We can't. The game is already inclusive to any fan of Star Wars and strategy games. Any issues of exclusivity resides with specific communities and individuals.

There. You have an answer. Thread over, please lock.

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First off, props to Pyremius for framing this issue in purely economic terms. The alternative is to frame it as a political discussion...which I believe is completely inappropriate in a gaming forum. If Mike is surreptitiously trying to promote a particular political agenda here, I think he should stop mixing Port with his Pannekoeken. Furthermore, promoting politics in a gaming forum should be taboo prime, since most of us play these games to get away from the politics that we have to deal with on a daily basis. I'm really not sure what he's playing at, but Mike is not doing any service to the reputation that academics are elitist highbrows that enjoy patronizing 'ordinary' people.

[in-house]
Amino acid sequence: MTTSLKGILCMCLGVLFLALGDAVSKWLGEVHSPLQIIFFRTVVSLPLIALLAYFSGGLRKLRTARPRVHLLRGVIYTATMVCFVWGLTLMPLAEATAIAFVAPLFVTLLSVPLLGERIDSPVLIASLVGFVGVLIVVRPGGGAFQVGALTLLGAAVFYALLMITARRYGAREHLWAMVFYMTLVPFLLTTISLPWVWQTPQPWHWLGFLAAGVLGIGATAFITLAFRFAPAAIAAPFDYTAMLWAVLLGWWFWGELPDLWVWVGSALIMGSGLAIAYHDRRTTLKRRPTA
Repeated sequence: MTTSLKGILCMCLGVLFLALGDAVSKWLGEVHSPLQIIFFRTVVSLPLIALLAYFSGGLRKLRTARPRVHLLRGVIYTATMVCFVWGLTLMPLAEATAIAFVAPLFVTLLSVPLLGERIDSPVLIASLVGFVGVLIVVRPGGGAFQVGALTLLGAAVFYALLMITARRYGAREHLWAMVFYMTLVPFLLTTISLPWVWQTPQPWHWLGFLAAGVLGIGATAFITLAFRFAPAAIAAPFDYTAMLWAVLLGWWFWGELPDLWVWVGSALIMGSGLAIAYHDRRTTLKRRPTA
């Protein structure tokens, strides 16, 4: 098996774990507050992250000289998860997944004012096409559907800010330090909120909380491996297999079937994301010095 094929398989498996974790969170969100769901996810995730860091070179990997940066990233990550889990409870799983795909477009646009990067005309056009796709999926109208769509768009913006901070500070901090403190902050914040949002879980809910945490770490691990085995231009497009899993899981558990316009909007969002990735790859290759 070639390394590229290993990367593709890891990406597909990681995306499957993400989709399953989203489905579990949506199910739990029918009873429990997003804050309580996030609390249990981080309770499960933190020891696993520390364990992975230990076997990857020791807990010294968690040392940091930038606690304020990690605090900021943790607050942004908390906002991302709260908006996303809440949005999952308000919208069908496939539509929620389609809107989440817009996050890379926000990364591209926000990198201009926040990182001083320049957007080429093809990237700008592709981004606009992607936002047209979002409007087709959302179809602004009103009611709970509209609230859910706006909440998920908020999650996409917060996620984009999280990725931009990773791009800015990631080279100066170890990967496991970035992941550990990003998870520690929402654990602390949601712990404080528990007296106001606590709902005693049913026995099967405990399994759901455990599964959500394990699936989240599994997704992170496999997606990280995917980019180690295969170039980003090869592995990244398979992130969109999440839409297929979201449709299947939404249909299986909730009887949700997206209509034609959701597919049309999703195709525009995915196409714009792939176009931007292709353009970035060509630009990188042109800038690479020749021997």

If it's disappointing that the community doesn't measure up to your standards and all of lefty academia, why burden yourself by sticking around? To continue just promotes the appearance of a herpetologist that rolls around in bogs so he can study his favorite newt. Are we newts to you!

Edited by Radzap

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I think we can do better, but I'm starting to get the hint that the community doesn't authentically want that. I find that disappointing.

 

But it means threads like this are even more important.